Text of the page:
Document those wish-list items, determine how and who you’ll need to get them done and start working towards that vision in a phased approach.
3. Do hire based on your vision, not your reality
Again, building your ideal team may take time. Who do you have available today to get the ship moving? What’s the next hire that would be ideal and what metrics do you need to see to validate that hire?
Most content marketing teams include a combination of writers, designers, strategists, and developers. Consider the core skillsets the team needs and start building out the right crew to accelerate your pace.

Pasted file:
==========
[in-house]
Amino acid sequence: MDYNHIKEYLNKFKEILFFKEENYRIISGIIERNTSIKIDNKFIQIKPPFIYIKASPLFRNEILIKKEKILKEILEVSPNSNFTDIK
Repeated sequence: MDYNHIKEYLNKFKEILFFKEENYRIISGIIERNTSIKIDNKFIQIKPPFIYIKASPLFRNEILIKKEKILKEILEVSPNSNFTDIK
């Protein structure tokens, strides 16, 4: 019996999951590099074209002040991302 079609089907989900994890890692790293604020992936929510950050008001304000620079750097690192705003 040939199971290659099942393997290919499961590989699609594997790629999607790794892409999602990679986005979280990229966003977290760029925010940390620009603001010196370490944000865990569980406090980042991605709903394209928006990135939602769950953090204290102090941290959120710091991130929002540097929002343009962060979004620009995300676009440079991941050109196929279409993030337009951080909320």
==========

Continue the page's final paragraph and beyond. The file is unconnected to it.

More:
4. Do find a Chief Content Officer
The Chief Content Officer (CCO) is your champion for everything content marketing. Quality content is a company-wide endeavor, so you need a captain for the ship.
To cultivate a culture of content, the CCO plays an instrumental role. When you have a passionate person in a leadership position, it can help inspire great work and support the fact that content is an asset that is supporting your business growth.
5. Do look to your staff to find talent
Companies that truly embrace content marketing often promote a mindset that content is everybody’s responsibility. While this might not be feasible for every company or employee, producing a steady stream of content may require assistance from subject matter experts or staff members beyond your marketing team.
Now, you may be thinking that you absolutely do not want Bob from accounting to write for your blog. But then you learn that Bob is a gardening vlogger who has been honing his video production skills for years. Oh, and he just happens to know everything about your industry.